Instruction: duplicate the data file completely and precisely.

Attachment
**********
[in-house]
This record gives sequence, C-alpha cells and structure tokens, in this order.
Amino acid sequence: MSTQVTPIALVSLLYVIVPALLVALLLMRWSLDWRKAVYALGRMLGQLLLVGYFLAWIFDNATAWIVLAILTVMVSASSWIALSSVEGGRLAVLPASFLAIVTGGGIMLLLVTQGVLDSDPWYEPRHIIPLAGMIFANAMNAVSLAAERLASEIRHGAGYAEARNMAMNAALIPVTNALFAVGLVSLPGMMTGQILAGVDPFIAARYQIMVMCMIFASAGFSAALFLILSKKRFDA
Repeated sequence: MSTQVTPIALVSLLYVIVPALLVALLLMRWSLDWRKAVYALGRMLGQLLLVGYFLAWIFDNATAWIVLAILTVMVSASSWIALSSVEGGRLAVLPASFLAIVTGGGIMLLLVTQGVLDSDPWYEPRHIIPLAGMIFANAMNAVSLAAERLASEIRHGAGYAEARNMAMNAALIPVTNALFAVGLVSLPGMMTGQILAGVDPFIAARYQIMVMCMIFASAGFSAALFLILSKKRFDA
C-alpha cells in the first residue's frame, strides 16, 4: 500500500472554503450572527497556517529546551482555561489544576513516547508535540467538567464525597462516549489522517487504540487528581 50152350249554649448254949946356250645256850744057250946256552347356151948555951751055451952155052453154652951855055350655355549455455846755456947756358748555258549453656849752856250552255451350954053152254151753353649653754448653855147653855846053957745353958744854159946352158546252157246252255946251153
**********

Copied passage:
[in-house]
This record gives sequence, C-alpha cells and structure tokens, in this order.
Amino acid sequence: MSTQVTPIALVSLLYVIVPALLVALLLMRWSLDWRKAVYALGRMLGQLLLVGYFLAWIFDNATAWIVLAILTVMVSASSWIALSSVEGGRLAVLPASFLAIVTGGGIMLLLVTQGVLDSDPWYEPRHIIPLAGMIFANAMNAVSLAAERLASEIRHGAGYAEARNMAMNAALIPVTNALFAVGLVSLPGMMTGQILAGVDPFIAARYQIMVMCMIFASAGFSAALFLILSKKRFDA
Repeated sequence: MSTQVTPIALVSLLYVIVPALLVALLLMRWSLDWRKAVYALGRMLGQLLLVGYFLAWIFDNATAWIVLAILTVMVSASSWIALSSVEGGRLAVLPASFLAIVTGGGIMLLLVTQGVLDSDPWYEPRHIIPLAGMIFANAMNAVSLAAERLASEIRHGAGYAEARNMAMNAALIPVTNALFAVGLVSLPGMMTGQILAGVDPFIAARYQIMVMCMIFASAGFSAALFLILSKKRFDA
C-alpha cells in the first residue's frame, strides 16, 4: 500500500472554503450572527497556517529546551482555561489544576513516547508535540467538567464525597462516549489522517487504540487528581 50152350249554649448254949946356250645256850744057250946256552347356151948555951751055451952155052453154652951855055350655355549455455846755456947756358748555258549453656849752856250552255451350954053152254151753353649653754448653855147653855846053957745353958744854159946352158546252157246252255946251153